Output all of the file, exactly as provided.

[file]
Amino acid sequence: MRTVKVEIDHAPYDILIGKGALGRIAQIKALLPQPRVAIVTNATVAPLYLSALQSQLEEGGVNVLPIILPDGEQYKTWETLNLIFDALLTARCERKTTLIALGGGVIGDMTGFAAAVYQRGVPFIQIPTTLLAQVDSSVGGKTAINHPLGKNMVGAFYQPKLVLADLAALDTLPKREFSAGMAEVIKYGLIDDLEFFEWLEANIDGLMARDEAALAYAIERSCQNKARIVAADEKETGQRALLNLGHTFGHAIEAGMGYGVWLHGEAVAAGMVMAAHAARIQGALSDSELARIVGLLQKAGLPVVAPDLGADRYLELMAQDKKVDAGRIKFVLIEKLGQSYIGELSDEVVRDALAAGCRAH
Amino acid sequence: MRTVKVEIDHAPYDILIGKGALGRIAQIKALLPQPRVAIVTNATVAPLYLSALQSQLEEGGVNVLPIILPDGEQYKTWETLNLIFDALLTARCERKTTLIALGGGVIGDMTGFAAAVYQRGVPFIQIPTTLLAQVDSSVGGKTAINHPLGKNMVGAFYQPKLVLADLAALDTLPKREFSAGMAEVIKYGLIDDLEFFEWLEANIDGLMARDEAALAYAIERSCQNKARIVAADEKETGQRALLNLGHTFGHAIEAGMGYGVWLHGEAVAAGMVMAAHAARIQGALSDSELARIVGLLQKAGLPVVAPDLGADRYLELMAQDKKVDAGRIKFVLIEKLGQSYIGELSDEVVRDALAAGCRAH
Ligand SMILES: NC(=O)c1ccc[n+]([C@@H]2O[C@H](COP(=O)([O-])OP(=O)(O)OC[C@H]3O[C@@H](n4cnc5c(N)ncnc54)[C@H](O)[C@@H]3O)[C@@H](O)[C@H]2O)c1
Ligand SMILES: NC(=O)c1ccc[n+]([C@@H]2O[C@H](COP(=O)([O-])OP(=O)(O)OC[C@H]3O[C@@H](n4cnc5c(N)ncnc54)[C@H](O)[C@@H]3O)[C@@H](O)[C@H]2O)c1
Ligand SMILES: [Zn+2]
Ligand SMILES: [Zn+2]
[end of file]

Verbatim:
Amino acid sequence: MRTVKVEIDHAPYDILIGKGALGRIAQIKALLPQPRVAIVTNATVAPLYLSALQSQLEEGGVNVLPIILPDGEQYKTWETLNLIFDALLTARCERKTTLIALGGGVIGDMTGFAAAVYQRGVPFIQIPTTLLAQVDSSVGGKTAINHPLGKNMVGAFYQPKLVLADLAALDTLPKREFSAGMAEVIKYGLIDDLEFFEWLEANIDGLMARDEAALAYAIERSCQNKARIVAADEKETGQRALLNLGHTFGHAIEAGMGYGVWLHGEAVAAGMVMAAHAARIQGALSDSELARIVGLLQKAGLPVVAPDLGADRYLELMAQDKKVDAGRIKFVLIEKLGQSYIGELSDEVVRDALAAGCRAH
Amino acid sequence: MRTVKVEIDHAPYDILIGKGALGRIAQIKALLPQPRVAIVTNATVAPLYLSALQSQLEEGGVNVLPIILPDGEQYKTWETLNLIFDALLTARCERKTTLIALGGGVIGDMTGFAAAVYQRGVPFIQIPTTLLAQVDSSVGGKTAINHPLGKNMVGAFYQPKLVLADLAALDTLPKREFSAGMAEVIKYGLIDDLEFFEWLEANIDGLMARDEAALAYAIERSCQNKARIVAADEKETGQRALLNLGHTFGHAIEAGMGYGVWLHGEAVAAGMVMAAHAARIQGALSDSELARIVGLLQKAGLPVVAPDLGADRYLELMAQDKKVDAGRIKFVLIEKLGQSYIGELSDEVVRDALAAGCRAH
Ligand SMILES: NC(=O)c1ccc[n+]([C@@H]2O[C@H](COP(=O)([O-])OP(=O)(O)OC[C@H]3O[C@@H](n4cnc5c(N)ncnc54)[C@H](O)[C@@H]3O)[C@@H](O)[C@H]2O)c1
Ligand SMILES: NC(=O)c1ccc[n+]([C@@H]2O[C@H](COP(=O)([O-])OP(=O)(O)OC[C@H]3O[C@@H](n4cnc5c(N)ncnc54)[C@H](O)[C@@H]3O)[C@@H](O)[C@H]2O)c1
Ligand SMILES: [Zn+2]
Ligand SMILES: [Zn+2]